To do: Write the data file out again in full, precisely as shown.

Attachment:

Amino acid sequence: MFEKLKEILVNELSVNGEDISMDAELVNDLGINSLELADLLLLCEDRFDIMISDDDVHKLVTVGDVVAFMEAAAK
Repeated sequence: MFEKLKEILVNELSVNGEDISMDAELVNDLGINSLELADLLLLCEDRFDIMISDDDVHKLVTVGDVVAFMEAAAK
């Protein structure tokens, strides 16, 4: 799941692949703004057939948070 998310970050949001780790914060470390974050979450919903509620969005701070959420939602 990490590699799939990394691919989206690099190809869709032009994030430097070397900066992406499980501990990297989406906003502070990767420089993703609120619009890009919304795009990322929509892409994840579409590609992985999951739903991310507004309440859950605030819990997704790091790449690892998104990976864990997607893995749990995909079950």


Amino acid sequence: MFEKLKEILVNELSVNGEDISMDAELVNDLGINSLELADLLLLCEDRFDIMISDDDVHKLVTVGDVVAFMEAAAK
Repeated sequence: MFEKLKEILVNELSVNGEDISMDAELVNDLGINSLELADLLLLCEDRFDIMISDDDVHKLVTVGDVVAFMEAAAK
């Protein structure tokens, strides 16, 4: 799941692949703004057939948070 998310970050949001780790914060470390974050979450919903509620969005701070959420939602 990490590699799939990394691919989206690099190809869709032009994030430097070397900066992406499980501990990297989406906003502070990767420089993703609120619009890009919304795009990322929509892409994840579409590609992985999951739903991310507004309440859950605030819990997704790091790449690892998104990976864990997607893995749990995909079950």